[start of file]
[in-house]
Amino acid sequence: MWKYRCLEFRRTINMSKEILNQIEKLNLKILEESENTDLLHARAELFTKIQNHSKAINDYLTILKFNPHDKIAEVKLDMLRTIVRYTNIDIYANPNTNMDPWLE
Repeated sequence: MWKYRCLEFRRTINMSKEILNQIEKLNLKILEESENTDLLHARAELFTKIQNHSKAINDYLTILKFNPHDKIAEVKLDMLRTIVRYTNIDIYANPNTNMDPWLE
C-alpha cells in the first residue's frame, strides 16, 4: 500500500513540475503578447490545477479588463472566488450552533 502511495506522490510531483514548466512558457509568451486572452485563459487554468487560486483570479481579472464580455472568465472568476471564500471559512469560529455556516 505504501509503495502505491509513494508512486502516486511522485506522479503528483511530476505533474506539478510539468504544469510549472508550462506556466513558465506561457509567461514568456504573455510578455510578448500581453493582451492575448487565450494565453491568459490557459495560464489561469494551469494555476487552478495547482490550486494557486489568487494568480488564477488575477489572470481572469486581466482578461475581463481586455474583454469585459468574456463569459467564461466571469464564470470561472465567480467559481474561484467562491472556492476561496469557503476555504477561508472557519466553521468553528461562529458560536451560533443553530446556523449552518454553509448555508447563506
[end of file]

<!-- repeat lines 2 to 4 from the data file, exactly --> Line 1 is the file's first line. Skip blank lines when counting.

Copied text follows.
Amino acid sequence: MWKYRCLEFRRTINMSKEILNQIEKLNLKILEESENTDLLHARAELFTKIQNHSKAINDYLTILKFNPHDKIAEVKLDMLRTIVRYTNIDIYANPNTNMDPWLE
Repeated sequence: MWKYRCLEFRRTINMSKEILNQIEKLNLKILEESENTDLLHARAELFTKIQNHSKAINDYLTILKFNPHDKIAEVKLDMLRTIVRYTNIDIYANPNTNMDPWLE
C-alpha cells in the first residue's frame, strides 16, 4: 500500500513540475503578447490545477479588463472566488450552533 502511495506522490510531483514548466512558457509568451486572452485563459487554468487560486483570479481579472464580455472568465472568476471564500471559512469560529455556516 505504501509503495502505491509513494508512486502516486511522485506522479503528483511530476505533474506539478510539468504544469510549472508550462506556466513558465506561457509567461514568456504573455510578455510578448500581453493582451492575448487565450494565453491568459490557459495560464489561469494551469494555476487552478495547482490550486494557486489568487494568480488564477488575477489572470481572469486581466482578461475581463481586455474583454469585459468574456463569459467564461466571469464564470470561472465567480467559481474561484467562491472556492476561496469557503476555504477561508472557519466553521468553528461562529458560536451560533443553530446556523449552518454553509448555508447563506